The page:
Another related issue was whether risk status was related to children’s subsequent aggression and externalizing behavior problems, once earlier measures of aggression and externalizing had been taken into account. In other words, given the high stability of these behaviors over middle childhood, does risk status at age 5 years statistically predict later aggression and externalizing problems, once individual differences in our initial measures of these behaviors (also assessed when the children were 5 years old) had been statistically controlled? In order to answer this question, we estimated the first-order partial correlations between total cumulative-risk status and children’s subsequent teacher, mother, and peer reports of externalizing and aggression scores, controlling for our initial measure (age 5 years) of teacher, mother, or peer reports of externalizing and aggression. Even after controlling for initial levels of aggression or externalizing behaviors, having more risk factors was correlated with higher subsequent (5th year) aggression or externalizing scores, TRF: *n* = 460, *r* = .34, *p* < .001; CBCL: *n* = 410, *r* = .23, *p* < .001; peer-reported aggression (4th year due to incomplete peer report data in 5th year; see Footnote 1): *n* = 430, *r* = .16, *p* < .01.

Lastly, we tested whether each of the four domains of individual risk variables accounted for any variance above and beyond the effect of the total cumulative-risk variable. That is, we wanted to estimate the degree to which the variance attributable to each domain of individual risk factors was due to the number of risk factors present. We used hierarchical regression analysis with the following steps: ethnicity; total number of risks; set of risk variables of interest (child, sociocultural, parenting/caregiving, or peer experiences). Four separate models were estimated, one for each set of risk variables. For all four domains, individual risk factors accounted for variance beyond that due to the total number of risk factors present: (a) child risks: TRF *R*^{2} = .03 (*p* < .01), CBCL *R*^{2} = .09 (*p* < .001), peer-reported *R*^{2} = .17 (*p* < .001); (b) sociocultural risks: TRF *R*^{2} = .02 (*ns*), CBCL *R*^{2} = .04 (*p* < .01), peer-reported *R*^{2} = .01 (*ns*); (c) parenting/caregiving risks: TRF *R*^{2} = .05 (*p* < .01), CBCL *R*^{2} = .04 (*p* < .01), peer-reported *R*^{2} = .07 (*p* < .001); (d) peer risks: TRF *R*^{2} = .10 (*p* < .001), CBCL *R*^{2} = .02 (*p* < .01), peer-reported *R*^{2} = .13 (*p* < .001). Thus, the prediction of externalizing outcomes from these risk factors was not only a function of cumulative risk; individual risk variables accounted for variance in externalizing behavior problems, even after the total number of risk factors had been statistically controlled.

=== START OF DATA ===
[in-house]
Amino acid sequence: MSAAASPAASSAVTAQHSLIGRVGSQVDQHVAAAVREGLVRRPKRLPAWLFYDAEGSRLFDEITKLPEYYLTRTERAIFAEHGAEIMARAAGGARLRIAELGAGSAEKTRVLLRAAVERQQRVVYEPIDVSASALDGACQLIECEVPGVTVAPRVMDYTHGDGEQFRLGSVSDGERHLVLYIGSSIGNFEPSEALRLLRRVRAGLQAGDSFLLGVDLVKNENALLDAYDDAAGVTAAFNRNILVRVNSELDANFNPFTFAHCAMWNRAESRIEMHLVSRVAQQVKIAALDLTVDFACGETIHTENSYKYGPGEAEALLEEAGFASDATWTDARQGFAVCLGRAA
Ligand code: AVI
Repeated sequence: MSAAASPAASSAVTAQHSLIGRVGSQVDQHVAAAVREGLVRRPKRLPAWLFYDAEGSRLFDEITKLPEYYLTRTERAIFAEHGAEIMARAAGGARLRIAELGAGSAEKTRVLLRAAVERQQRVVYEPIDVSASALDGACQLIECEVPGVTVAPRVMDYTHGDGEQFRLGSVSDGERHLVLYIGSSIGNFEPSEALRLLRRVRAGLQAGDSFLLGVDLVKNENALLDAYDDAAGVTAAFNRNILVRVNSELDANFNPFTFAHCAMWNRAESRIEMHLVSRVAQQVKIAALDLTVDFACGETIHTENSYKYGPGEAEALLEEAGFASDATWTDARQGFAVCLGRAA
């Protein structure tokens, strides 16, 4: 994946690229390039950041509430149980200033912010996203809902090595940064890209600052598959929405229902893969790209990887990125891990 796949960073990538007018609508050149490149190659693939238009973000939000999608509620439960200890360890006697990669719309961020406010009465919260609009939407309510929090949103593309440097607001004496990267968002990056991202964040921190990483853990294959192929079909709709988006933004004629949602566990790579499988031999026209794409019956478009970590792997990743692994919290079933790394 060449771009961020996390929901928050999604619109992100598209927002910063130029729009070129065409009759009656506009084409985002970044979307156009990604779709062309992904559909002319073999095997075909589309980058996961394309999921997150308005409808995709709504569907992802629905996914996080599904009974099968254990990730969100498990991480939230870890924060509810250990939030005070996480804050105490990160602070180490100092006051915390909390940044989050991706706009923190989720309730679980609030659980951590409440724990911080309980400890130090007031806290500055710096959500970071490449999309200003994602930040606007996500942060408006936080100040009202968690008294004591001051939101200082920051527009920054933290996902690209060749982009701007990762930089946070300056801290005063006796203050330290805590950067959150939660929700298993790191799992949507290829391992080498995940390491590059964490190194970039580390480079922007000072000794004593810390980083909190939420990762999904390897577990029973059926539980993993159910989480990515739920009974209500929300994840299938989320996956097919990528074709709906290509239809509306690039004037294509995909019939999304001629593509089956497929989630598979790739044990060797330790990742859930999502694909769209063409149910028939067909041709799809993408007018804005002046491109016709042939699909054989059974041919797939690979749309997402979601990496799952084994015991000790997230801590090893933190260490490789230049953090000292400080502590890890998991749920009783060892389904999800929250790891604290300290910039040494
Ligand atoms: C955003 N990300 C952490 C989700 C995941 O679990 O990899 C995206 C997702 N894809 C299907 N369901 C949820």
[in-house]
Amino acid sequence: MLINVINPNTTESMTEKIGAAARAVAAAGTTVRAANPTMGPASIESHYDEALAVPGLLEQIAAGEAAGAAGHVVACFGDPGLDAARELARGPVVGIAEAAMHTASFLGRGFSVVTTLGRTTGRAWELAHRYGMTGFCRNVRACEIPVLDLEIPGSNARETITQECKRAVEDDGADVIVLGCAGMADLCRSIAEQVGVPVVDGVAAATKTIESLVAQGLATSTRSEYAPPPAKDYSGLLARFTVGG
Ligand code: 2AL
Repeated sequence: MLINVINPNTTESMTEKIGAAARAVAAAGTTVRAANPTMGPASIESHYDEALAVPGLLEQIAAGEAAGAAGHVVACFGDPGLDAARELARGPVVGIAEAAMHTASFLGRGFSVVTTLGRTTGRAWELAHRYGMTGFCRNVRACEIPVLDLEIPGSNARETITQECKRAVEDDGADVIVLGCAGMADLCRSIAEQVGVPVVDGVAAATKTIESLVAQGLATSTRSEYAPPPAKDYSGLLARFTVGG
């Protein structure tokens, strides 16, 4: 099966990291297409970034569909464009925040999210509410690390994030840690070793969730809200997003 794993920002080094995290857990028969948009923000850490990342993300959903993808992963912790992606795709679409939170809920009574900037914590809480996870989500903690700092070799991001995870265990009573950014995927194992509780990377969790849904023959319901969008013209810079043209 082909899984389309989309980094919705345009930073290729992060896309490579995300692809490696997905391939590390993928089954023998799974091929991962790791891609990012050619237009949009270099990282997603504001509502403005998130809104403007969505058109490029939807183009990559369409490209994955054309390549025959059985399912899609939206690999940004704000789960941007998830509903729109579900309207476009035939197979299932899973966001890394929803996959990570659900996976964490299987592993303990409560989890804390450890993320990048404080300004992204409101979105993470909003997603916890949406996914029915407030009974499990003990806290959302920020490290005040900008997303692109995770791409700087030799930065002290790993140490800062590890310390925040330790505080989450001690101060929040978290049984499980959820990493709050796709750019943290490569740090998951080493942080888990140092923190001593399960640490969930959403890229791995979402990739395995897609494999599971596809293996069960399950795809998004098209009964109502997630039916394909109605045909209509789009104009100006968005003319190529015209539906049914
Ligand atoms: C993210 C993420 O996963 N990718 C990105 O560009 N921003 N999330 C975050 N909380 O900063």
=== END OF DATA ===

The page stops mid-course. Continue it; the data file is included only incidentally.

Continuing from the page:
Patterns of cumulative risk: Equifinality

The fifth and final question we asked was whether there was evidence for equifinality in the prediction of externalizing behavior problems from these multiple risk factors. Hierarchical cluster analysis (between-group linkage method) of the four multiple-risk variables (child, sociocultural, parenting/caregiving, and peer) was used to identify groups with different sets of multiple-risk factors, and to test whether these different groups had similar or different outcomes (based on an approach used by